7 February 2011

UCSB demonstrates record-frequency normally-off nitride transistor

University of California Santa Barbara (UCSB) has reported the first demonstration of high-frequency operation of N-polar enhancement-mode (normally-off) gallium nitride (GaN) transistors [Uttam Singisetti et al, Appl. Phys. Express, vol4, p024103, 2011].

The short-circuit current-gain cutoff (ft) for the UCSB device was 120GHz. Higher values of ft have been achieved for Ga-polar depletion-mode (normally-on) devices. For example, groups from HRL Laboratories/NASA’s Jet Propulsion Laboratory and MIT reported GaN high-electron-mobility transistors (HEMTs) with ft values beyond 200GHz at December IEEE International Electron Devices Meeting (IEDM 2010).

However, enhancement-mode devices are more attractive in terms of power efficiency, and a number of approaches are being developed to shift GaN transistor threshold voltages into enhancement. Using N-polar nitride semiconductors, rather than the more usual Ga-polar material, is one such approach and could lead to better carrier confinement in the channel.

Although the 120GHz ft is promising, there are a number of less attractive features of the present device (Figure 1). First, the power-gain cut-off (fmax) for the same conditions was only 11GHz. The researchers attribute this to the high resistance of a thin tungsten (W) gate layer, commenting: “Incorporation of the top T-gate process would reduce the gate resistance, resulting in high ft and fmax simultaneously.”

Figure 1: Device cross-section schematic.

Further bad performance characteristics came in the form of poor saturation and high output conductance. These features need to be improved for use in analog circuits. The output conductance problem could be due to positively charged traps at the bottom aluminum nitride/gallium nitride (AlN/GaN) interface beneath the channel. Short-channel effects due to the low ratio (4.6) of gate length to gate-to-2DEG (two-dimensional electron gas) distance are also likely to be involved in the high output conductance. The self-aligned drain formation also leads to a higher drain voltage at the edge of the transistor’s active region. The researchers are presently working on these issues.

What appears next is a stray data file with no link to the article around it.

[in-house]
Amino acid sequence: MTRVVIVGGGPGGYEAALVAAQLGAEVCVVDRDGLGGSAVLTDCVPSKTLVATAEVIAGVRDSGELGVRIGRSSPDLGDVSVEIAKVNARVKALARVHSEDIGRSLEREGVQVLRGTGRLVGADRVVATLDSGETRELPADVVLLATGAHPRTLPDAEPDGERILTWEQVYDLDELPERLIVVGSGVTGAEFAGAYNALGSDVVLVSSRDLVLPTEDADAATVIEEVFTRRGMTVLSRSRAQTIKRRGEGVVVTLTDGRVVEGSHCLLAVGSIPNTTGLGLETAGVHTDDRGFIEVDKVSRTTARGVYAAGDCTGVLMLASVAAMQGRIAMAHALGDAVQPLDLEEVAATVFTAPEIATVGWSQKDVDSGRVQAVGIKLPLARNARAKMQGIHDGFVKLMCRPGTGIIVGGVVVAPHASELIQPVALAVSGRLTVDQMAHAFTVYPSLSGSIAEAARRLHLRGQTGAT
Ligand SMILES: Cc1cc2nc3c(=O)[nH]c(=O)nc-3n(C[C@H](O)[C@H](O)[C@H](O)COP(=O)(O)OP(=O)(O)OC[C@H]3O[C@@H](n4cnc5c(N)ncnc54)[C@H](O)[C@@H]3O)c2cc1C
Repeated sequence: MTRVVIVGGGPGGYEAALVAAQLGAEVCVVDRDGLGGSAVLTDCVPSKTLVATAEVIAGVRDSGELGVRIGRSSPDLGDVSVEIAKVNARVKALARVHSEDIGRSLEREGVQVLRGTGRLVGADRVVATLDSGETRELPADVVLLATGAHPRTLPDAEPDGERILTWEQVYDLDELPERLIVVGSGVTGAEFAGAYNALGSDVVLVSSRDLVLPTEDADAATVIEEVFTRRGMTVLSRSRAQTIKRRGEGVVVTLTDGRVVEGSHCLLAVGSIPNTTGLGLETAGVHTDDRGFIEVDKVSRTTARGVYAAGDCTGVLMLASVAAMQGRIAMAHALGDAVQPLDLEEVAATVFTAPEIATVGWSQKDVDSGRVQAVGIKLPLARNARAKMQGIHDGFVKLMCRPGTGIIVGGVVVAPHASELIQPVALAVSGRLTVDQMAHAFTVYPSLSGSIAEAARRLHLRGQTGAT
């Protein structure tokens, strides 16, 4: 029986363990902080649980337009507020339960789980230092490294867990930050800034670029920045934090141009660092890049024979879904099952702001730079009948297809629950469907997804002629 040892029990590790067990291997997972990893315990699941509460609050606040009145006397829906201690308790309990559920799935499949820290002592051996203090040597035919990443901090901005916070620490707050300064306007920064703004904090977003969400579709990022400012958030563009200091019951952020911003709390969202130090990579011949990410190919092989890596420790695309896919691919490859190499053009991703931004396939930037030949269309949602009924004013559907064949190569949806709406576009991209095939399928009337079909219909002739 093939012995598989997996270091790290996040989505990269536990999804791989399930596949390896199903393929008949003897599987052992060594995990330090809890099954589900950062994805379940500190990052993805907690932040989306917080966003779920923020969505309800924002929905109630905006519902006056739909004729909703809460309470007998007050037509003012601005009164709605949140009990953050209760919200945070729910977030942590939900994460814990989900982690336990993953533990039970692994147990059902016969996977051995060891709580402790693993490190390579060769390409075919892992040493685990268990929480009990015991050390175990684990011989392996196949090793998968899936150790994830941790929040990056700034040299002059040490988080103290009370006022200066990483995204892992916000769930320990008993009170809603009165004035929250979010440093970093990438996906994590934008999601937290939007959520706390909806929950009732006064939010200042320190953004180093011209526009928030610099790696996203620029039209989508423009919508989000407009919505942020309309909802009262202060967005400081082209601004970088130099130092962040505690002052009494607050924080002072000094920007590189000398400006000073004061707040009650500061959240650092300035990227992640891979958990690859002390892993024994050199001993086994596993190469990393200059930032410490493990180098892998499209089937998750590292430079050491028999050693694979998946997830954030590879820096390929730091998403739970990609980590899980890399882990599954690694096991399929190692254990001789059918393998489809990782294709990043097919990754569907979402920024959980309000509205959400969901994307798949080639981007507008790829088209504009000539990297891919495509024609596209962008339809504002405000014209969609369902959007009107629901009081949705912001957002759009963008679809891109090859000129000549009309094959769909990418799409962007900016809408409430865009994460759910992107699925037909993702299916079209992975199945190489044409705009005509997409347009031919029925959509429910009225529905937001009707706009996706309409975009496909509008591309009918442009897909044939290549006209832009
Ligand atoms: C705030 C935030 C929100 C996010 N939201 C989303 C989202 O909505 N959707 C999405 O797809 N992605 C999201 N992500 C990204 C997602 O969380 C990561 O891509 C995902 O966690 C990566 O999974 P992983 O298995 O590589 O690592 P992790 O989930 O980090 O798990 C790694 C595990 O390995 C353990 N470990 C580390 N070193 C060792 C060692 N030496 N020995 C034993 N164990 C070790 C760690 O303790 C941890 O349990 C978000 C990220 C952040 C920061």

The on-resistance (2.6mΩ-mm) is also higher than previous N-polar devices developed at UCSB. This is ascribed to un-optimized re-growth conditions and sidewall access. The researchers believe that reduced silicon nitride (SiN) surface scattering and thinner sidewalls could help to improve the on-resistance by reducing sidewall contribution to the source access resistance.

The researchers conclude: “The future devices have to be optimized for low output conductance by further vertical scaling of the channel and the gate dielectric, and also by the optimization of the back barrier design. The growth and structures will also have to be optimized to reduce surface scattering in order to maintain high mobility in the sidewall access regions.”

The devices (Figure 1) were grown using plasma-assisted molecular beam epitaxy (PA-MBE) on a carbon-face silicon carbide (SiC) substrate. The device has an AlN back-barrier. The enhancement-mode behavior is created through an electric field in the channel induced by the polarization of the AlN capping layer.

The source/drain access to the channel was created by etching through the AlN cap. A chromium-tungsten-silicon nitride metal-insulator gate stack was then deposited and patterned using electron-beam lithographic techniques. The gate length was 70nm. The SiN was deposited using high-temperature chemical vapor deposition (HT-CVD). SiN gate sidewalls were formed using plasma-enhanced CVD (PECVD).

The source–drain contact regions consisted of 40nm indium gallium nitride (InGaN) graded to 10nm indium nitride (InN). These regions were highly doped for n-type conduction.

The threshold voltage of the device decreases with increasing drain current due to drain-induced barrier lowering (DIBL). At a drain bias of 3V, the peak drain current is 0.74A/mm and the peak transconductance is 260mS/mm, respectively. With zero gate voltage, the three-terminal breakdown voltage is 12V.

Small-signal frequency characterization (Figure 2) resulted in the extrapolated current-gain cut-off (ft) of 120GHz (pad de-embedded value) at a gate voltage of 2.5V and a drain bias of 3.0V. The researchers comment: “To the best of our knowledge this is the highest reported ft for E-mode GaN devices.”

Figure 2: (a) Measured short-circuit current-gain (h21) versus frequency of device. A current-gain cut off frequency (ft) of 120GHz is extrapolated. (b) ft versus gate voltage for drain bias 3.0V, and (c) ft versu. drain bias for gate voltage 2.5V.

The work had financial support from the US Defense Advanced Research Projects Agency—Nitride Electronic Next Generation Technology (DARPA-NEXT) and Office of Naval Research—Millimeter-wave Initiative in Nitride Electronics multi-university research initiative (ONR-MINE-MURI) programs.

See related items:

Normally-off nitride semiconductor tunnel junction FET with high drive

Tags: Normally-off GaN transistors PA-MBE SiC substrates AlN

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The author Mike Cooke is a freelance technology journalist who has worked in the semiconductor and advanced technology sectors since 1997.

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